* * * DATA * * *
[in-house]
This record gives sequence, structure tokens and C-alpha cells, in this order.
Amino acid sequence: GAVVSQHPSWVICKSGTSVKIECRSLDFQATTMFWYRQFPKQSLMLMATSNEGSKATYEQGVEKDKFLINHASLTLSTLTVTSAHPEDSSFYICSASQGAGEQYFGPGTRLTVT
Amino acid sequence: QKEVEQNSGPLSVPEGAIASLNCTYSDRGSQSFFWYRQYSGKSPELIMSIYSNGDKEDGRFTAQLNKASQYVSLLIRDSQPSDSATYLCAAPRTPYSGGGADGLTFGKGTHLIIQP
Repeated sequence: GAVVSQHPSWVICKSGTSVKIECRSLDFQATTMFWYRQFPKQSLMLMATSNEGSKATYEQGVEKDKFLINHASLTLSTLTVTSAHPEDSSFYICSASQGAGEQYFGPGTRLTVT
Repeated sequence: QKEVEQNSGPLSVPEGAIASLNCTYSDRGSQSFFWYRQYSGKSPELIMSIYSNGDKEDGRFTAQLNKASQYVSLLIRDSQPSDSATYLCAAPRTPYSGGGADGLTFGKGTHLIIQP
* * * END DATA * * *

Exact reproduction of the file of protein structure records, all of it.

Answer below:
[in-house]
This record gives sequence, structure tokens and C-alpha cells, in this order.
Amino acid sequence: GAVVSQHPSWVICKSGTSVKIECRSLDFQATTMFWYRQFPKQSLMLMATSNEGSKATYEQGVEKDKFLINHASLTLSTLTVTSAHPEDSSFYICSASQGAGEQYFGPGTRLTVT
Amino acid sequence: QKEVEQNSGPLSVPEGAIASLNCTYSDRGSQSFFWYRQYSGKSPELIMSIYSNGDKEDGRFTAQLNKASQYVSLLIRDSQPSDSATYLCAAPRTPYSGGGADGLTFGKGTHLIIQP
Repeated sequence: GAVVSQHPSWVICKSGTSVKIECRSLDFQATTMFWYRQFPKQSLMLMATSNEGSKATYEQGVEKDKFLINHASLTLSTLTVTSAHPEDSSFYICSASQGAGEQYFGPGTRLTVT
Repeated sequence: QKEVEQNSGPLSVPEGAIASLNCTYSDRGSQSFFWYRQYSGKSPELIMSIYSNGDKEDGRFTAQLNKASQYVSLLIRDSQPSDSATYLCAAPRTPYSGGGADGLTFGKGTHLIIQP